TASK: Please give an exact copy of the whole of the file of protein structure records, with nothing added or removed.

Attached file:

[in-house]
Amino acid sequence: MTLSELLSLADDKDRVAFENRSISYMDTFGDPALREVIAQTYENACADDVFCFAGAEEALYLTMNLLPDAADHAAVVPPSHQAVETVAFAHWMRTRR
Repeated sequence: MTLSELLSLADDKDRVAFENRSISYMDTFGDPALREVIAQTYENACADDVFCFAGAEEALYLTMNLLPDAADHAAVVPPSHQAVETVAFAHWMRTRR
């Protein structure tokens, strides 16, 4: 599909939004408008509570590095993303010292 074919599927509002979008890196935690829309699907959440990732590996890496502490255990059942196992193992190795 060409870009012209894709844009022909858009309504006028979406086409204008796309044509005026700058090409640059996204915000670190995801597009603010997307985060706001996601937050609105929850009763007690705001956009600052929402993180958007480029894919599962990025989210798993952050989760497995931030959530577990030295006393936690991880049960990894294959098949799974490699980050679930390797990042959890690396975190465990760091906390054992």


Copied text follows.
[in-house]
Amino acid sequence: MTLSELLSLADDKDRVAFENRSISYMDTFGDPALREVIAQTYENACADDVFCFAGAEEALYLTMNLLPDAADHAAVVPPSHQAVETVAFAHWMRTRR
Repeated sequence: MTLSELLSLADDKDRVAFENRSISYMDTFGDPALREVIAQTYENACADDVFCFAGAEEALYLTMNLLPDAADHAAVVPPSHQAVETVAFAHWMRTRR
């Protein structure tokens, strides 16, 4: 599909939004408008509570590095993303010292 074919599927509002979008890196935690829309699907959440990732590996890496502490255990059942196992193992190795 060409870009012209894709844009022909858009309504006028979406086409204008796309044509005026700058090409640059996204915000670190995801597009603010997307985060706001996601937050609105929850009763007690705001956009600052929402993180958007480029894919599962990025989210798993952050989760497995931030959530577990030295006393936690991880049960990894294959098949799974490699980050679930390797990042959890690396975190465990760091906390054992």